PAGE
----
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Achievement of a safe outcome for an extensive mass with hypervascularity in the extremities requires a surgical team skilled in musculoskeletal oncology. We report debulking surgery for a huge mass of elephantiasis neuromatosa in the right leg of a 56-year old man using the novel Ligasure® vessel sealing system.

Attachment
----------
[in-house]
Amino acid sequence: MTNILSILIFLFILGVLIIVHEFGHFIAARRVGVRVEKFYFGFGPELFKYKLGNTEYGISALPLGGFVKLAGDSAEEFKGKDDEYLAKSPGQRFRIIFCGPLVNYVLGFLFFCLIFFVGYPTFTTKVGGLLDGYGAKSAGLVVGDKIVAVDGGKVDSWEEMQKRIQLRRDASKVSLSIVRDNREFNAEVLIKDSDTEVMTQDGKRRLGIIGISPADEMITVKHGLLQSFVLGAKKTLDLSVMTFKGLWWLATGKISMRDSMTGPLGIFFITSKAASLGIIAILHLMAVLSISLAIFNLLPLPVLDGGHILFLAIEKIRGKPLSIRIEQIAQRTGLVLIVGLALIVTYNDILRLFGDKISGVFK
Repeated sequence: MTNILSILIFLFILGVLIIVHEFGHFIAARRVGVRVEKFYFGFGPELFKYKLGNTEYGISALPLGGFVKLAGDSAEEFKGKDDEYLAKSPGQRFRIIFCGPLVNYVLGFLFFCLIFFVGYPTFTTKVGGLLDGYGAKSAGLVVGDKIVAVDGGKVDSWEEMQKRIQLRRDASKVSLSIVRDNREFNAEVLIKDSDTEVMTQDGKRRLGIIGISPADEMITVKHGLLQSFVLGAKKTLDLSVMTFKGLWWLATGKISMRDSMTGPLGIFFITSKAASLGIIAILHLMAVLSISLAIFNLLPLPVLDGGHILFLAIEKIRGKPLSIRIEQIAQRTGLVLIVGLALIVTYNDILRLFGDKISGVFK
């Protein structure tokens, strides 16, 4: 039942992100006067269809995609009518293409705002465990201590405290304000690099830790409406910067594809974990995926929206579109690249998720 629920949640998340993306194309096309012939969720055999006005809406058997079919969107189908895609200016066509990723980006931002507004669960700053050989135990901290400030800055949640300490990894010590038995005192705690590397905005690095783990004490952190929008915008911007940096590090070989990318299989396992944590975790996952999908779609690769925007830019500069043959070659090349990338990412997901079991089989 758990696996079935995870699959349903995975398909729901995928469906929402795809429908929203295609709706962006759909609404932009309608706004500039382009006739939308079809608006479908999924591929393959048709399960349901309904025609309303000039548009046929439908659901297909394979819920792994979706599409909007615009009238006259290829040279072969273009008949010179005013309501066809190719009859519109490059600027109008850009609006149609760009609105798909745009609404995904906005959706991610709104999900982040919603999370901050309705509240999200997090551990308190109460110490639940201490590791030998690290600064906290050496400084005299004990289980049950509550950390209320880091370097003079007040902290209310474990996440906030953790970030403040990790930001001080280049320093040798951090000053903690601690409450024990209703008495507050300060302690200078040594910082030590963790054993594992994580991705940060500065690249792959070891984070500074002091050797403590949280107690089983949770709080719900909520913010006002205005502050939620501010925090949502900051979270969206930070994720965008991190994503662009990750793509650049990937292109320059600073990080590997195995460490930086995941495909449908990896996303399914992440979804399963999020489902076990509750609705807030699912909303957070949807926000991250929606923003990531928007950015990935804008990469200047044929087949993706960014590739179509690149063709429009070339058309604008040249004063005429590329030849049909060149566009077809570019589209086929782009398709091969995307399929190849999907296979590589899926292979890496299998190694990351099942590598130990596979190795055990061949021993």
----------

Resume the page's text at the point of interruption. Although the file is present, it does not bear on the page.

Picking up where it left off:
Patients with plexiform neurofibroma rarely suffer from hypertrophy of the skin of the leg. Plexiform neurofibroma may become very large and deforming, and be referred to as elephantiasis neuromatosa.1,2 Owing to the cosmetically grotesque appearance and functional loss and pain in the affected limb, surgical treatment is usually considered. However, hypervascular structures are usually involved in this disease, and these can cause spontaneous hemorrhage and severe bleeding, especially during surgery. Removal of such huge masses seems impossible without massive bleeding. As a result, conservative treatment without surgery is usually adopted in most cases, and, even if surgery is selected, disarticulation or amputation of the affected limb is sometimes recommended to the patients.3–5 In the present report, we describe surgical debulking for a huge mass of elephantiasis neuromatosa in the right leg of a 56-year old man using the novel Ligasure® vessel sealing system (Valleylab, Boulder, CO, USA), and discuss how to approach an extensive mass of elephantiasis neuromatosa.